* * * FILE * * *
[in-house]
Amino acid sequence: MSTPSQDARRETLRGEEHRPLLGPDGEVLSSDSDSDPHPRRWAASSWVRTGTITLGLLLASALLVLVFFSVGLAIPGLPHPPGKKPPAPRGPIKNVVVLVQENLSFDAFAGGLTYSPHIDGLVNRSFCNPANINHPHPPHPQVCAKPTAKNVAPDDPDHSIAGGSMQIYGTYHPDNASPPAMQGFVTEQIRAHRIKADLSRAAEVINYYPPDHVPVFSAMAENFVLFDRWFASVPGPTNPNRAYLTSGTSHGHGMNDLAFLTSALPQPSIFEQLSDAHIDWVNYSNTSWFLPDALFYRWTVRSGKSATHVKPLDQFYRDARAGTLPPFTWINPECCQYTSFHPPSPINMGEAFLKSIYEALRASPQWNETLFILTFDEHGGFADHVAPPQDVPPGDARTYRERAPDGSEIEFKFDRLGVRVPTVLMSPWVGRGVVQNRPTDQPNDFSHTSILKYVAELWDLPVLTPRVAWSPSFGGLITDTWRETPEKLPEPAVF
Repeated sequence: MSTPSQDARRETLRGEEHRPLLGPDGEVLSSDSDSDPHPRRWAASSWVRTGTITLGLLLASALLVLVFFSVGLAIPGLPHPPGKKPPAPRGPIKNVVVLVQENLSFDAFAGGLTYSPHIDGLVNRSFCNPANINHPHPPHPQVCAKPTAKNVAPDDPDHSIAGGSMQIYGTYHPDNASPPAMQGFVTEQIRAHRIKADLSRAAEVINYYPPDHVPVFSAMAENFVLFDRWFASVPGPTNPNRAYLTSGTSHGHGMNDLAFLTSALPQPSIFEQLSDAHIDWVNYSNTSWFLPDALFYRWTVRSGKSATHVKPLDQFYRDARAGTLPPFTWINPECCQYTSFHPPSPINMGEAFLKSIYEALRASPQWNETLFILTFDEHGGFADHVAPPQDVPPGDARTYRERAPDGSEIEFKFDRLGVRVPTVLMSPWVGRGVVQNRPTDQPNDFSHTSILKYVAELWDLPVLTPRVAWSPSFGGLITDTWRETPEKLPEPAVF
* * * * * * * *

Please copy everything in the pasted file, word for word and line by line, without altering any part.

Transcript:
[in-house]
Amino acid sequence: MSTPSQDARRETLRGEEHRPLLGPDGEVLSSDSDSDPHPRRWAASSWVRTGTITLGLLLASALLVLVFFSVGLAIPGLPHPPGKKPPAPRGPIKNVVVLVQENLSFDAFAGGLTYSPHIDGLVNRSFCNPANINHPHPPHPQVCAKPTAKNVAPDDPDHSIAGGSMQIYGTYHPDNASPPAMQGFVTEQIRAHRIKADLSRAAEVINYYPPDHVPVFSAMAENFVLFDRWFASVPGPTNPNRAYLTSGTSHGHGMNDLAFLTSALPQPSIFEQLSDAHIDWVNYSNTSWFLPDALFYRWTVRSGKSATHVKPLDQFYRDARAGTLPPFTWINPECCQYTSFHPPSPINMGEAFLKSIYEALRASPQWNETLFILTFDEHGGFADHVAPPQDVPPGDARTYRERAPDGSEIEFKFDRLGVRVPTVLMSPWVGRGVVQNRPTDQPNDFSHTSILKYVAELWDLPVLTPRVAWSPSFGGLITDTWRETPEKLPEPAVF
Repeated sequence: MSTPSQDARRETLRGEEHRPLLGPDGEVLSSDSDSDPHPRRWAASSWVRTGTITLGLLLASALLVLVFFSVGLAIPGLPHPPGKKPPAPRGPIKNVVVLVQENLSFDAFAGGLTYSPHIDGLVNRSFCNPANINHPHPPHPQVCAKPTAKNVAPDDPDHSIAGGSMQIYGTYHPDNASPPAMQGFVTEQIRAHRIKADLSRAAEVINYYPPDHVPVFSAMAENFVLFDRWFASVPGPTNPNRAYLTSGTSHGHGMNDLAFLTSALPQPSIFEQLSDAHIDWVNYSNTSWFLPDALFYRWTVRSGKSATHVKPLDQFYRDARAGTLPPFTWINPECCQYTSFHPPSPINMGEAFLKSIYEALRASPQWNETLFILTFDEHGGFADHVAPPQDVPPGDARTYRERAPDGSEIEFKFDRLGVRVPTVLMSPWVGRGVVQNRPTDQPNDFSHTSILKYVAELWDLPVLTPRVAWSPSFGGLITDTWRETPEKLPEPAVF